Berkeley (// BARK-lee) is a small town and parish in Gloucestershire, England. It lies in the Vale of Berkeley between the east bank of the River Severn and the M5 motorway, within the Stroud administrative district. The town is noted for Berkeley Castle, where the imprisoned King Edward II is believed to have been murdered, as well as the birthplace of the physician Edward Jenner, pioneer of the smallpox vaccine, the world's first vaccine.
|Population||2,034 (in 2011)|
|OS grid reference|
|• London||120 mi (190 km) E|
|Sovereign state||United Kingdom|
The parish includes the village of Berkeley Heath, which runs along the A38 Bristol to Gloucester road and the adjacent B4066 towards Berkeley.
Berkeley lies midway between Bristol and Gloucester, on a small hill in the Vale of Berkeley. The town is on the Little Avon River, which flows into the Severn at Berkeley Pill. The Little Avon was tidal, and so navigable, for some distance inland (as far as Berkeley itself and the Sea Mills at Ham) until a 'tidal reservoir' was implemented at Berkeley Pill in the late 1960s.
Berkeley was a significant place in medieval times. It was a port and market-town, and the meeting place of the hundred of Berkeley. After the Norman Conquest, a Flemish noble named Roger de Tosny was appointed Provost of the manor of Berkeley by his brother-in-law (or perhaps uncle) Earl William FitzOsbern. His family took the name "de Berkeley", and it was he who began the construction of Berkeley Castle, which was completed by his son, also Roger. A younger son of the elder Roger, John de Berkeley, went north to Scotland with Queen Maud, becoming the progenitor of the Scottish Barclay family.
The parish of Berkeley was the largest in Gloucestershire. It included the tithings of Alkington, Breadstone, Ham, Hamfellow and Hinton, and the chapelry of Stone, which became a separate parish in 1797. Hinton became a separate civil parish, and the separate ecclesiastical parish of Sharpness with Purton, in the 20th century.
Berkeley was the site of Berkeley nuclear power station, which has two Magnox nuclear reactors. This power station, the first commercial British reactor to enter operation, has since been decommissioned and all that remains are the two reactors encased in concrete. The administrative centre adjacent to the station is still active however – the centre was founded as Berkeley Nuclear Laboratories in the early 1960s and was one of the three principal research laboratories of the CEGB. Since its decommission, SGS Berkeley Green UTC has opened nearby and serves as a Technical College including courses such as Cyber and Engineering.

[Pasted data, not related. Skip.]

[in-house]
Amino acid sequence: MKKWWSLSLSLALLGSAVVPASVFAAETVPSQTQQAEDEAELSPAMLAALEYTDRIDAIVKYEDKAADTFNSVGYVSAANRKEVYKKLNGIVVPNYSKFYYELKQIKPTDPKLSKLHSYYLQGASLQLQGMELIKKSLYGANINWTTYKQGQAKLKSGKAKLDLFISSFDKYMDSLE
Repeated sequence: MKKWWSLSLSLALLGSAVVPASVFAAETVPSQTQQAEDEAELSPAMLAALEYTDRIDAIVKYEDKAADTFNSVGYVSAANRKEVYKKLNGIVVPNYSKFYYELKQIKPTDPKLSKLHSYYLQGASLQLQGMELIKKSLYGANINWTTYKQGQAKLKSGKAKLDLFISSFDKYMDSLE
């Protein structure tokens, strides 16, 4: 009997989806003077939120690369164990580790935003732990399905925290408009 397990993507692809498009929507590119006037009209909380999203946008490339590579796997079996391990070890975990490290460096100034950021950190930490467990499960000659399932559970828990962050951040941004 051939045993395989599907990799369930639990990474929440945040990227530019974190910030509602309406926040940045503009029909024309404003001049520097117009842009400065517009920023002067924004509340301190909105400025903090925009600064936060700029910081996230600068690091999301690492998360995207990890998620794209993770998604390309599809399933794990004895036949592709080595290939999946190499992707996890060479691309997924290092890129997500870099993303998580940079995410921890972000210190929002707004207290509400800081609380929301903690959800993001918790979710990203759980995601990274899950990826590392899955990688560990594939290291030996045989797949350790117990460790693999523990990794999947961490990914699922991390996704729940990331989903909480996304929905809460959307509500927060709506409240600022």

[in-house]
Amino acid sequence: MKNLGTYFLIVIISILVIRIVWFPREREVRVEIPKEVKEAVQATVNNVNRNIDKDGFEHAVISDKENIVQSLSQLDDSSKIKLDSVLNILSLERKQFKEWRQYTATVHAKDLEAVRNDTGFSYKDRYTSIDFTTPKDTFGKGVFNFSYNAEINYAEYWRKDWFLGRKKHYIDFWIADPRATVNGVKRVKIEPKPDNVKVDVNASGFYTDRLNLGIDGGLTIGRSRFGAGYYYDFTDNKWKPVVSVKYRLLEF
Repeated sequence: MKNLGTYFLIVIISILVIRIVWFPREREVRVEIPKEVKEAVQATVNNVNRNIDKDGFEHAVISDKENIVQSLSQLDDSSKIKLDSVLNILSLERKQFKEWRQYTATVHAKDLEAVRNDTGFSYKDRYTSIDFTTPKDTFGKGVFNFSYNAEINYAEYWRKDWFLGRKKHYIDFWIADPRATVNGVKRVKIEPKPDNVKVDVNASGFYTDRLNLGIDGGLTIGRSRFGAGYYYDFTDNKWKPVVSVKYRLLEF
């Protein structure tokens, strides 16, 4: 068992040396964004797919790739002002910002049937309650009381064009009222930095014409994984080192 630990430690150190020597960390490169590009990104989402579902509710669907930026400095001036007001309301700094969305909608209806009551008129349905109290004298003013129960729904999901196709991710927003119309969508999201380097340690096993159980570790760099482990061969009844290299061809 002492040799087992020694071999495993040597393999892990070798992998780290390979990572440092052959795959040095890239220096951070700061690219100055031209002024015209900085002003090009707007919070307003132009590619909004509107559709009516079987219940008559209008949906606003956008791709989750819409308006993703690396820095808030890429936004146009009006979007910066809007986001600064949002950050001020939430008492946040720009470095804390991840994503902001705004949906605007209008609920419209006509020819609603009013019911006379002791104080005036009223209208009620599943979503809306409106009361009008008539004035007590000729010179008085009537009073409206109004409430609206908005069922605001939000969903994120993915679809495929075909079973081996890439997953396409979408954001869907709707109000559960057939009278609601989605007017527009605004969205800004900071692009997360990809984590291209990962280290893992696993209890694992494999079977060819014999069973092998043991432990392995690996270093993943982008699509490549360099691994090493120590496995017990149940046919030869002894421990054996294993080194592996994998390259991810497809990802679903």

A local legend tells that the town was once home to the Witch of Berkeley, who sold her soul to the Devil in exchange for wealth. It is said that, despite taking refuge in the church, the Devil carried her off on a black horse covered with spikes.
The Gloucester and Sharpness Canal (originally known as the Gloucester and Berkeley canal) starts near here.
There are several bus services running to and from the town.
From 1876 to 1964 the town had a railway station, originally on a branch from a junction at Berkeley Road on the Bristol and Gloucester Railway. From 1879 the branch became a through-route to Lydney when the Severn Railway Bridge was opened. In 1960 the bridge was damaged beyond repair by a ship collision. Some of the rail line is still used by the Power Station to transport low level nuclear waste by rail, and a railway preservation society is working to extend the line to Sharpness. Nearest station is now Cam and Dursley (5 miles).
Berkeley has a small primary school. The Vale of Berkeley College, the town's secondary school, closed in 2011. Since 2017 SGS Berkeley Green UTC has operated on the nearby site of Berkeley nuclear power station with a specialisation in engineering and cyber security.
Edward Jenner, the originator of vaccination, was born in Berkeley. After studying medicine in London he returned home to work as the local doctor, and in 1796, realising that milkmaids didn't catch smallpox, he performed a pioneering experiment by inoculating his gardener's son James Phipps with cowpox, thus preventing infection from smallpox. Jenner is buried in the family vault at the Church of St Mary, Berkeley; Phipps is also buried there. The Chantry, Jenner's home in Berkeley for 38 years, is now a museum. Jenner inoculated local people, free of charge, in a one-room hut in the garden, which he called the "Temple of Vaccinia". The hut is considered to be "the birth-place of public health".
|Wikimedia Commons has media related to Berkeley.|